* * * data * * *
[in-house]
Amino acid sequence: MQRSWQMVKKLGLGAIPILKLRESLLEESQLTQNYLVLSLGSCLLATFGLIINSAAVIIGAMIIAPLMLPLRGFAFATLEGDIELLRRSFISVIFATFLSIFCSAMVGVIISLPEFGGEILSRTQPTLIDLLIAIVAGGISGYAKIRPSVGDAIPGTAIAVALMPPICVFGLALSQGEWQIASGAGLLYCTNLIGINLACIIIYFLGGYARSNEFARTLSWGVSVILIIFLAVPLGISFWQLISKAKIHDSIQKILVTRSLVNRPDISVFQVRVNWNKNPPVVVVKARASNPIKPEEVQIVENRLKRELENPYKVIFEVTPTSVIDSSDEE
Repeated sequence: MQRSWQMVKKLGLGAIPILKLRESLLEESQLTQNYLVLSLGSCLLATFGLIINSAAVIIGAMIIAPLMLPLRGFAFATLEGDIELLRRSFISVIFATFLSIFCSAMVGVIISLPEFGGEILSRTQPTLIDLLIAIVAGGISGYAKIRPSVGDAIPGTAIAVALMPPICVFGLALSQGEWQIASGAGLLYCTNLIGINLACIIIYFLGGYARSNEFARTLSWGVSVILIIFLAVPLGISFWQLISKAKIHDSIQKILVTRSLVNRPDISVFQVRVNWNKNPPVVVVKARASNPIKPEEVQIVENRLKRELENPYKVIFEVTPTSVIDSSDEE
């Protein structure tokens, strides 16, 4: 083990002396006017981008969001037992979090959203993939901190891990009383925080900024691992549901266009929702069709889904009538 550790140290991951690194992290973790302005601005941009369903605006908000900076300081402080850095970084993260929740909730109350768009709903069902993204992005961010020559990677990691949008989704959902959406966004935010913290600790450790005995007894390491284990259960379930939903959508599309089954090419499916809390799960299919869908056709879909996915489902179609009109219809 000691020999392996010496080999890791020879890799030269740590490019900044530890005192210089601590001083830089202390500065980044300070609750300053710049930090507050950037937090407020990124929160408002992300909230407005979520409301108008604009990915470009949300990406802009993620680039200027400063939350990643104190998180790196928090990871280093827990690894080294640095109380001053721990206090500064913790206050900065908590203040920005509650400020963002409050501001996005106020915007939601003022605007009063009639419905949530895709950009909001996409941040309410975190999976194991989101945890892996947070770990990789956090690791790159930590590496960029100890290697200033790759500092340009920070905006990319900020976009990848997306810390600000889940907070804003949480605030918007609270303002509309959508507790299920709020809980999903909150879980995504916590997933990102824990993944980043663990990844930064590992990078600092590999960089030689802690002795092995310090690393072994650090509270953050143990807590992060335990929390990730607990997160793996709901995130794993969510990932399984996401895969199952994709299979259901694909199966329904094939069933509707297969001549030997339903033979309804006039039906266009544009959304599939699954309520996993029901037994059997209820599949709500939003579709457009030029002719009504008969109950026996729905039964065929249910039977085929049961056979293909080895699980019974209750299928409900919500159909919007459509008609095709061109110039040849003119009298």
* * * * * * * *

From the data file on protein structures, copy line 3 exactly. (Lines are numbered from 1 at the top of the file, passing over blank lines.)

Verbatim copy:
Repeated sequence: MQRSWQMVKKLGLGAIPILKLRESLLEESQLTQNYLVLSLGSCLLATFGLIINSAAVIIGAMIIAPLMLPLRGFAFATLEGDIELLRRSFISVIFATFLSIFCSAMVGVIISLPEFGGEILSRTQPTLIDLLIAIVAGGISGYAKIRPSVGDAIPGTAIAVALMPPICVFGLALSQGEWQIASGAGLLYCTNLIGINLACIIIYFLGGYARSNEFARTLSWGVSVILIIFLAVPLGISFWQLISKAKIHDSIQKILVTRSLVNRPDISVFQVRVNWNKNPPVVVVKARASNPIKPEEVQIVENRLKRELENPYKVIFEVTPTSVIDSSDEE